Current rate structures have not integrated dynamic energy storage possibilities. Due to current rate structures and projected electric rate increases, customers may be discouraged from adopting heat pump technologies if they cannot see a reduction in utility bills. In order to maximize benefits of heat pump deployment in existing buildings, the Public Utilities Commission could ensure all heat pumps enroll in demand response programs to aggregate load management benefits. Additionally, the Commission could work with electric utilities to enact cost-based time-of-use volumetric rate structures for Californians, with larger time-of-use price differentials that accurately reflect grid costs and greenhouse gas emissions. The Commission could also direct electric utilities to develop advanced dynamic rates within its Long-Term Gas Planning Proceeding, or redefine panel upgrades as a regulatory asset in order to help utilities spread the costs out over the life of the upgrade. 

California Public Utilities Commission

Enhance existing low-income energy efficiency programs to target disadvantaged communities with aging or non-existent gas infrastructure

California has a number of successful programs to make energy efficiency upgrades or renewable energy accessible to all income levels. The California Alternate Rates for Energy (CARE) program provides discounted rates for income-restricted ratepayers. The California Public Utilities Commission could consider developing a “plus-up” as part of the CARE program to install heat pumps, where residents in disadvantaged communities could receive additional funds on top of existing programs. Also, in order to incentivize multifamily housing retrofits the Public Utilities Commission could include heat pump integration in the Multifamily Affordable Solar Housing  program. Finally, the Public Utilities Commission could also bolster the Mobile-home Park Utility Conversion Program to support electrification of existing and manufactured homes. 

Ensuring equitable heat pump deployment to protect renters and low-income Californians

Create additional financial and policy tools to promote heat pumps without rent increases through incentives and community-based trust building processes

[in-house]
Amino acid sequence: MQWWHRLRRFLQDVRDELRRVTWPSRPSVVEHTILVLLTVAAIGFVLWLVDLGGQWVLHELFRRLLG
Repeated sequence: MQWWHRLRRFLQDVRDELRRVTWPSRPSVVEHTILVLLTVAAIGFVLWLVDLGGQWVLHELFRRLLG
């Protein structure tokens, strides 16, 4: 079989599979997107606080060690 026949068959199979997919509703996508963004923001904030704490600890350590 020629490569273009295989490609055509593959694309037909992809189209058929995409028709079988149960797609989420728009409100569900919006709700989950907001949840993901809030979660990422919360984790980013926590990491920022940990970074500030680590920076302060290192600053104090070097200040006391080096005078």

Legislature and local governments

Enact and enforce tenant protection policies to ensure heat pump deployment does not lead to rent hikes and displacement

While the legislature could pass statewide tenant protections and close existing loopholes, most of the responsibility to ensure heat pump deployment does not negatively impact renters will fall to local governments. Cities and local jurisdictions could limit pass-through costs for decarbonization retrofits to rent stabilized tenants in covenanted affordable units, and explore ways to protect renters in non-rent stabilized units. Heat pump and building decarbonization requirements could be added to local renovation requirements for multi-unit dwellings to ensure heat pumps are installed whenever a primary or seismic renovation occurs. This would not inconvenience existing tenants or put tenants at risk of displacement.

State agencies and local governments, in partnership with affordable housing owners and operators

Develop trust-building processes that ensure equitable heat pump deployment

In order to overcome the landlord-tenant split incentive, renters first need to be motivated to seek these all-electric upgrades. Therefore, heat pump deployment success will depend on state, local, and industry leaders developing an outreach process that incorporates trusted sources and focuses on building relationships. Trusted sources, such as community-based or membership organizations, can help tenants interface with the electric utility or overcome digital or language barriers that prevent adoption. Community-based organizations have played an integral role as part of the deployment of the Solar on Multifamily Affordable Housing (SOMAH) program and may provide lessons for establishing similar successful organizational infrastructure. An additional example for other cities can be found in the  Racial Equity Impact Assessment of the City of Oakland’s Building Decarbonization plan. The assessment worked with different racial and ethnic groups, renters of all incomes, and building owners and operators to discuss how decarbonization efforts will likely affect each community.